''We invite those who want to join the orchestra to attend a rehearsal, and to play along with the instrument of their choice, which gives them the chance to see if they enjoy it and are able to do it easily, or if they might want to have some more lessons and some more experience before they join,'' she said. ''After the rehearsal, we ask them to play individually for Bryan, and he can discuss with them the best way for them to participate.''
We'll share some information about a future opportunity to interact with a professional musician, later in the column.
Lisa Hanson Bartholow
When we spoke with the flutist on the telephone, she was enjoying a sunny mid-winter day in Athens, Ga., where she now makes her home, while we were listening to the wind whistle around the eaves, in yet another Chautauqua County snow storm.
Fortunately, her sunny, cheerful answers helped bring some brightness to our end of the conversation, as well.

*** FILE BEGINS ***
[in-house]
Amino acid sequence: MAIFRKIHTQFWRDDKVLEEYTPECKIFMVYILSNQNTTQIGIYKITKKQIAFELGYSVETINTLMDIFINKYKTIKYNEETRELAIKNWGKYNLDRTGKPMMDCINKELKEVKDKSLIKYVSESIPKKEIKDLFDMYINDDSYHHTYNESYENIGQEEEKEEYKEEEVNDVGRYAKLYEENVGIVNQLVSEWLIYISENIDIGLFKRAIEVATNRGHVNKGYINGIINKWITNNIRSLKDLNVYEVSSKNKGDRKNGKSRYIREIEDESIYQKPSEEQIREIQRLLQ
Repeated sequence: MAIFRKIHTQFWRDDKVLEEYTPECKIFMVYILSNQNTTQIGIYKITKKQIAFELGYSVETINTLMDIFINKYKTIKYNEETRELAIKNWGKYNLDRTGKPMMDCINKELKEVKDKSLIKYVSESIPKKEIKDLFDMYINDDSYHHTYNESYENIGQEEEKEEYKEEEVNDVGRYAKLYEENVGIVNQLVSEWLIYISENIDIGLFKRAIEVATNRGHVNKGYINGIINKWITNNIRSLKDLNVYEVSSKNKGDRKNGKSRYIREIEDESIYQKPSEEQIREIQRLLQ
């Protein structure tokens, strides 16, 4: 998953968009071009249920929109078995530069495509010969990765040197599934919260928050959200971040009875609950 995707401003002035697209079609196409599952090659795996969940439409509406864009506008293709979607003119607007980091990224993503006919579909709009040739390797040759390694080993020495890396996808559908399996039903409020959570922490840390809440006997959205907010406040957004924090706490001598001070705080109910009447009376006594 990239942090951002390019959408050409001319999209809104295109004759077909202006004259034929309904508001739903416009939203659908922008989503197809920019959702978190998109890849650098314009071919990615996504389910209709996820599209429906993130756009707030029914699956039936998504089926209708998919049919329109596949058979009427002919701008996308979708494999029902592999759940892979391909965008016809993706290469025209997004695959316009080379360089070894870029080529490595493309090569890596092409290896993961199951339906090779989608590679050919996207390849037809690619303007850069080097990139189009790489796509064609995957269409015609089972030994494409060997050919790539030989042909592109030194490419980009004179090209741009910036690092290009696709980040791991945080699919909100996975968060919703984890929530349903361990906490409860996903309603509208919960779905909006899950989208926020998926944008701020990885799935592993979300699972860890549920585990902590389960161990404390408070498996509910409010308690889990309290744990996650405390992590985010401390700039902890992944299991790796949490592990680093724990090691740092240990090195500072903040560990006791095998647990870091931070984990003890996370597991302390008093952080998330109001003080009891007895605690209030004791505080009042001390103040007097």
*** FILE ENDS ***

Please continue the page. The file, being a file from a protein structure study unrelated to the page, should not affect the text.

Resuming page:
Lisa Hanson Bartholow is the daughter of Pat and Dick Hanson, of Jamestown. She is a performer, teacher, scholar and arts administrator, specializing in the flute, piccolo, and baroque flute.
She is the flute instructor for Georgia College & State University, for Clayton State University, and for Toccoa Falls College. She has performed with a number of ensembles, both classical and popular, in St. Louis, Chicago, and Atlanta, ranging from chamber music to symphonies to back-up for performers such as Rod Stewart.
She is a member of the Peachtree Consort and Peachtree Symphonic Winds. She maintains a private teaching studio and is frequently asked to be an adjudicator and clinician. She can be heard on a number of professional recordings.